What's In The GOP Health Care Bill
MELISSA BLOCK, HOST:
Republicans are closer than ever to one of their dearest goals, repealing and replacing the Affordable Care Act. After weeks of secrecy, Senate Republicans this week unveiled their health care bill called the Better Care Reconciliation Act. And to help us sort through just what's in the new bill, we've brought in Noam Levey. He covers national health care policy for the LA Times. Noam, thanks for coming in.
NOAM LEVEY: Good to be with you.
BLOCK: How would you describe the broad contours of this bill?
LEVEY: Well, so the headline, obviously, is repeal of the Affordable Care Act - of Obamacare. But it's important to understand that that involves much more than just rolling back this sprawling law that President Obama signed seven years ago. It does eliminate large parts of that bill, but it actually goes further in a number of important regards, number one being it dramatically reshapes how Medicaid, this big, 50-year-old health care safety net program, is funded by the federal government going forward and fundamentally changes the kind of benefits that it offers to poor Americans.
BLOCK: Well, let's talk about that because Medicaid covers something like 1 in 5 Americans, 74 million people.
LEVEY: A lot of people.
BLOCK: What would change for Medicaid recipients under this bill?
LEVEY: So remember that the Affordable Care Act - one of its pillars was an expansion of Medicaid. Medicaid traditionally covered mainly poor children, pregnant women, the disabled and the elderly. But working-age Americans - working-age, poor Americans - were generally shut out of the program. And what the Affordable Care Act did was extend hundreds of billions of dollars of aid to states to allow them to expand the program.
What this bill and the House bill that passed about six weeks ago does is not only scale back and ultimately eliminate that additional federal aid. It also changes the funding structure that Medicaid has relied on. And that will ultimately cut hundreds of billions of additional dollars out of Medicaid in the years going forward.
BLOCK: And throughout the bill, one of the hallmarks is, as I understand it, shifting power from the federal government to the states. In other words, they can determine more of what they want to cover.
LEVEY: That's right. That's right. Recall that one of the real revolutionary breakthroughs of the Affordable Care Act was to establish, essentially, a national floor, a national standard for what health insurance ought to do. There were untold numbers of horror stories in the lead-in to 2010 about inadequate health insurance.
What this bill would do is essentially move back to what the world looked like before 2010. States would once again be able to say, well, we're not going to require our health insurers to cover maternity coverage or mental health coverage or substance abuse, which is obviously very important in the context of the opioid epidemic.
BLOCK: Let's talk about the people who are covered not through Medicaid but through the health care exchanges that were set up under the Affordable Care Act, which Republicans say have been a failure. How would this bill change that?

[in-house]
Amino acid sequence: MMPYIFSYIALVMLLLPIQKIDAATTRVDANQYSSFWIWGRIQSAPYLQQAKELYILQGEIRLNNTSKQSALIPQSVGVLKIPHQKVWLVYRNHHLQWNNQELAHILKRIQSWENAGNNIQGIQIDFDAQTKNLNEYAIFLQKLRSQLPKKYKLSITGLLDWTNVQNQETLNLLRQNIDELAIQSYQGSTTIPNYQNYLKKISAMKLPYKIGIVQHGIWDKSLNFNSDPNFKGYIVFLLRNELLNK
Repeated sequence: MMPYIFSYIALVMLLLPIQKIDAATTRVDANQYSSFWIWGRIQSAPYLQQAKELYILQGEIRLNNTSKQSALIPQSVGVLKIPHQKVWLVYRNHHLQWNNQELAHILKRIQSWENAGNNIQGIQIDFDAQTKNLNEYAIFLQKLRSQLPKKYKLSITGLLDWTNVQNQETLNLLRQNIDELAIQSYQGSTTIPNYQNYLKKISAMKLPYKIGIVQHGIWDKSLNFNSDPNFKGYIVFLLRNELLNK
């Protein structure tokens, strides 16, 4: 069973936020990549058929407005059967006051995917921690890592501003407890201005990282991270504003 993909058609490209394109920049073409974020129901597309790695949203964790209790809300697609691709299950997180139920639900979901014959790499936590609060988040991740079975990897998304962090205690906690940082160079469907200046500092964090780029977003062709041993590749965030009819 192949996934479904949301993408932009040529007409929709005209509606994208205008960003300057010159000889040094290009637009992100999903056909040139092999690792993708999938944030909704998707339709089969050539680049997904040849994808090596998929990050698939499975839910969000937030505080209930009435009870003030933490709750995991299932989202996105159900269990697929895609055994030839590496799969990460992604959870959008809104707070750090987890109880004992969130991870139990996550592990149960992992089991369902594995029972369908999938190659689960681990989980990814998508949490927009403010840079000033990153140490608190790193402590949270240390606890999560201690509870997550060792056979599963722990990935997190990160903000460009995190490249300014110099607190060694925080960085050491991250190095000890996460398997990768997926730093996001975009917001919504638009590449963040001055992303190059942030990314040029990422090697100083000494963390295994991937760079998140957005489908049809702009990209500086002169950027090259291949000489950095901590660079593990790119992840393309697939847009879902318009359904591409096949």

LEVEY: So the marketplaces did a number of things. As we talked about, they established this set of benefits. They also provided this system of subsidies to help people pay for their insurance premiums.
What the Senate bill would do is dramatically reduce the amount of federal assistance that's available to consumers who have to go onto these marketplaces and purchase coverage and, as we talked about just now, at the same time reducing the requirements on insurers selling plans on these marketplaces. The combination of these factors would likely do a few things. Number one, it would most likely allow insurers to offer plans with even higher deductibles than they currently do.
Now, the current law provides some additional assistance to lower-income consumers to help offset the cost of those deductibles. That assistance would be eliminated under the proposed legislation that the Senate unveiled. Additionally, with these new formulas, people would qualify for substantially less assistance to offset the cost of their premiums. So you may have a situation where you basically have skimpier health plans that are costing consumers more going forward.
BLOCK: We should explain, too, that part of this bill is a substantial tax cut on the wealthiest Americans.
LEVEY: That's right. So Obamacare included hundreds of billions of dollars of new taxes to offset the cost of this assistance. And we should remember that the assistance in Medicaid and in the exchanges was credited with lowering the number of Americans without health insurance by about 20 million over the last few years.
What the House Republican legislation and the Senate Republican legislation would do is eliminate those taxes. And that means pretty big tax cuts for some industries like the health insurance industry, the medical device industry and very large tax cuts for the wealthiest Americans who also were taxed at a higher level to help offset the cost of health insurance.
BLOCK: Noam Levey covers health care policy for the LA Times. Thanks again for coming in.
LEVEY: My pleasure.
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